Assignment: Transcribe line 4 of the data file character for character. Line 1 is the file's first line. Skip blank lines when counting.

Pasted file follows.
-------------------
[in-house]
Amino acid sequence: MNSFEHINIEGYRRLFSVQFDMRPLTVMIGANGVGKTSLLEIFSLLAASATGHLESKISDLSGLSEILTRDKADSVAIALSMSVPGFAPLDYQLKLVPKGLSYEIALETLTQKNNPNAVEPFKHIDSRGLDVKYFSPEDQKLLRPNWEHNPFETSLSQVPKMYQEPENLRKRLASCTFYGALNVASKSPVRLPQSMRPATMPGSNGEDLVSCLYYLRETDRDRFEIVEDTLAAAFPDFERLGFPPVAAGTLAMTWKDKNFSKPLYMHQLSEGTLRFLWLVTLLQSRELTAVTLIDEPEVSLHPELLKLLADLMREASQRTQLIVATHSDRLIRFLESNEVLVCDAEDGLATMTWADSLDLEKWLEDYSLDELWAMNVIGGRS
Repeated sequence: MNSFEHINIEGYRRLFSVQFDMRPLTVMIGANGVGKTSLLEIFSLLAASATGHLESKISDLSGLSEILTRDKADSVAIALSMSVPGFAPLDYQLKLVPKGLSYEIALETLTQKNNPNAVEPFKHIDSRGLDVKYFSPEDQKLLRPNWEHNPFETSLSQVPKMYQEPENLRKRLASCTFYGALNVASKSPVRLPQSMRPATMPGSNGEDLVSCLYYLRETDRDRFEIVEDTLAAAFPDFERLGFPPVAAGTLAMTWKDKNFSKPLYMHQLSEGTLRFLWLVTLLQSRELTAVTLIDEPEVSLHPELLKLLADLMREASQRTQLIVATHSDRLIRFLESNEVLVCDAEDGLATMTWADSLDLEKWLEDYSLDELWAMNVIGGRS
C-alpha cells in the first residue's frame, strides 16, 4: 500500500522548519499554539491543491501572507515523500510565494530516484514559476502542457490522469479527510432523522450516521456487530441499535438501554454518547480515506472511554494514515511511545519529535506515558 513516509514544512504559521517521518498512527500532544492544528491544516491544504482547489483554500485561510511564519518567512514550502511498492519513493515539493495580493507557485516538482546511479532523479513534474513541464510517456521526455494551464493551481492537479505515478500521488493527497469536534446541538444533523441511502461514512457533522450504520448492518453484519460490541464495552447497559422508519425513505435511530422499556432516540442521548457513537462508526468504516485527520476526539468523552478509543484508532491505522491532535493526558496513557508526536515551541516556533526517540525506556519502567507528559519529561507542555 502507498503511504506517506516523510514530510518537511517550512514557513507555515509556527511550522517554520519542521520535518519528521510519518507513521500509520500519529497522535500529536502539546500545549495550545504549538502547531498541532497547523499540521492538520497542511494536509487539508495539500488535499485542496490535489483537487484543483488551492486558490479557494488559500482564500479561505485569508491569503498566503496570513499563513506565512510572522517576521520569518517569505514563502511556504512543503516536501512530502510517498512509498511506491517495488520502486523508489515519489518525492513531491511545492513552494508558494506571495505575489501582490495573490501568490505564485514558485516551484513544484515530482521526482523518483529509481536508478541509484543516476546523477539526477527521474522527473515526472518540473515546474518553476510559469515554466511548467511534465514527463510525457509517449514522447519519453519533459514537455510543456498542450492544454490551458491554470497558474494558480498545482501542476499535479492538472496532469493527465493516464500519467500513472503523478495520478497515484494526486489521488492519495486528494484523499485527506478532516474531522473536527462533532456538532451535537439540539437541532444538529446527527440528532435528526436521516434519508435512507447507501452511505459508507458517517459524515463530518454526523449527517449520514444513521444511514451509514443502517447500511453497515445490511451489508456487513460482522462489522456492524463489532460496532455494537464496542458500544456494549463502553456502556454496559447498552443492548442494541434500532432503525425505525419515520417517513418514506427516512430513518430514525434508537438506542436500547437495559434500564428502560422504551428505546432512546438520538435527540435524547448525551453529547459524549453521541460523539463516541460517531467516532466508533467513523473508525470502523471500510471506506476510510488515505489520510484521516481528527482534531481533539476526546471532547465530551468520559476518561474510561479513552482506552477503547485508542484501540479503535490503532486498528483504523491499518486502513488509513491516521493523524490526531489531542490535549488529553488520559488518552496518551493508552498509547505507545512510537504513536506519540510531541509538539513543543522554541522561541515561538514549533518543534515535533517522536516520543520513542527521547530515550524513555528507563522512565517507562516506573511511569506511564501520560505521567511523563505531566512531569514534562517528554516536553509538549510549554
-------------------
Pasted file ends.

C-alpha cells in the first residue's frame, strides 16, 4: 500500500522548519499554539491543491501572507515523500510565494530516484514559476502542457490522469479527510432523522450516521456487530441499535438501554454518547480515506472511554494514515511511545519529535506515558 513516509514544512504559521517521518498512527500532544492544528491544516491544504482547489483554500485561510511564519518567512514550502511498492519513493515539493495580493507557485516538482546511479532523479513534474513541464510517456521526455494551464493551481492537479505515478500521488493527497469536534446541538444533523441511502461514512457533522450504520448492518453484519460490541464495552447497559422508519425513505435511530422499556432516540442521548457513537462508526468504516485527520476526539468523552478509543484508532491505522491532535493526558496513557508526536515551541516556533526517540525506556519502567507528559519529561507542555 502507498503511504506517506516523510514530510518537511517550512514557513507555515509556527511550522517554520519542521520535518519528521510519518507513521500509520500519529497522535500529536502539546500545549495550545504549538502547531498541532497547523499540521492538520497542511494536509487539508495539500488535499485542496490535489483537487484543483488551492486558490479557494488559500482564500479561505485569508491569503498566503496570513499563513506565512510572522517576521520569518517569505514563502511556504512543503516536501512530502510517498512509498511506491517495488520502486523508489515519489518525492513531491511545492513552494508558494506571495505575489501582490495573490501568490505564485514558485516551484513544484515530482521526482523518483529509481536508478541509484543516476546523477539526477527521474522527473515526472518540473515546474518553476510559469515554466511548467511534465514527463510525457509517449514522447519519453519533459514537455510543456498542450492544454490551458491554470497558474494558480498545482501542476499535479492538472496532469493527465493516464500519467500513472503523478495520478497515484494526486489521488492519495486528494484523499485527506478532516474531522473536527462533532456538532451535537439540539437541532444538529446527527440528532435528526436521516434519508435512507447507501452511505459508507458517517459524515463530518454526523449527517449520514444513521444511514451509514443502517447500511453497515445490511451489508456487513460482522462489522456492524463489532460496532455494537464496542458500544456494549463502553456502556454496559447498552443492548442494541434500532432503525425505525419515520417517513418514506427516512430513518430514525434508537438506542436500547437495559434500564428502560422504551428505546432512546438520538435527540435524547448525551453529547459524549453521541460523539463516541460517531467516532466508533467513523473508525470502523471500510471506506476510510488515505489520510484521516481528527482534531481533539476526546471532547465530551468520559476518561474510561479513552482506552477503547485508542484501540479503535490503532486498528483504523491499518486502513488509513491516521493523524490526531489531542490535549488529553488520559488518552496518551493508552498509547505507545512510537504513536506519540510531541509538539513543543522554541522561541515561538514549533518543534515535533517522536516520543520513542527521547530515550524513555528507563522512565517507562516506573511511569506511564501520560505521567511523563505531566512531569514534562517528554516536553509538549510549554